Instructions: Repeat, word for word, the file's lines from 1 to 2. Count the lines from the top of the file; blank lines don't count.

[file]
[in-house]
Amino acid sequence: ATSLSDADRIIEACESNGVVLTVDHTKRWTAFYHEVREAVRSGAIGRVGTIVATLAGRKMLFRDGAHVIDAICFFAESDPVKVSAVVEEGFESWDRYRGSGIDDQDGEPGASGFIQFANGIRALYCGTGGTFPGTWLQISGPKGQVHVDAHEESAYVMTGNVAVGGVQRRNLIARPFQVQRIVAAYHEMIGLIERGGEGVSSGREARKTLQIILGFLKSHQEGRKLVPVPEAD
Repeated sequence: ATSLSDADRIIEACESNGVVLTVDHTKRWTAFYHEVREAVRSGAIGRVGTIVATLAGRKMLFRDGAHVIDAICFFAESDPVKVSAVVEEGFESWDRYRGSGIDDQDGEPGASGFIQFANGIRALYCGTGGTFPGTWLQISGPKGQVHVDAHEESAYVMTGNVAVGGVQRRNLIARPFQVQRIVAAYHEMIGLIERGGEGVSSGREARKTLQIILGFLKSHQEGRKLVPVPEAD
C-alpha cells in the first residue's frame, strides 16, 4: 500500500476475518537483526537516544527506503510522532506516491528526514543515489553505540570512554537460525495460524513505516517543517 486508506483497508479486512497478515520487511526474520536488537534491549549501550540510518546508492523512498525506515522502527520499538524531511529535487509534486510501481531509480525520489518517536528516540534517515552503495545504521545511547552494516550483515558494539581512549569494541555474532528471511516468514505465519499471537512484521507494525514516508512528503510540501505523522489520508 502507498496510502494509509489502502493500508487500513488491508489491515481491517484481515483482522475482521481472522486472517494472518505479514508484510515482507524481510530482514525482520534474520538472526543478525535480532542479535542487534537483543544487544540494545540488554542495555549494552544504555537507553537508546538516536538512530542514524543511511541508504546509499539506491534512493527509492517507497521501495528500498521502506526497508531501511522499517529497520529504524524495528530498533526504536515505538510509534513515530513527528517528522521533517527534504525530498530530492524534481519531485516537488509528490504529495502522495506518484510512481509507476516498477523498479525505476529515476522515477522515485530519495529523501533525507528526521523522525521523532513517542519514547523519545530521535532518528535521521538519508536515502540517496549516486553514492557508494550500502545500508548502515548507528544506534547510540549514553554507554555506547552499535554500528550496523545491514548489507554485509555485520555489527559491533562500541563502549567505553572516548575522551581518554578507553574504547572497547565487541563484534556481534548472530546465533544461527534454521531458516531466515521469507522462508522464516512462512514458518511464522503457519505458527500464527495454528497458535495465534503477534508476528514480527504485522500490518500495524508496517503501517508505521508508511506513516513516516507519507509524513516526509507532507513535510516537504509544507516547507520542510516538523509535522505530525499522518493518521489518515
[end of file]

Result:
[in-house]
Amino acid sequence: ATSLSDADRIIEACESNGVVLTVDHTKRWTAFYHEVREAVRSGAIGRVGTIVATLAGRKMLFRDGAHVIDAICFFAESDPVKVSAVVEEGFESWDRYRGSGIDDQDGEPGASGFIQFANGIRALYCGTGGTFPGTWLQISGPKGQVHVDAHEESAYVMTGNVAVGGVQRRNLIARPFQVQRIVAAYHEMIGLIERGGEGVSSGREARKTLQIILGFLKSHQEGRKLVPVPEAD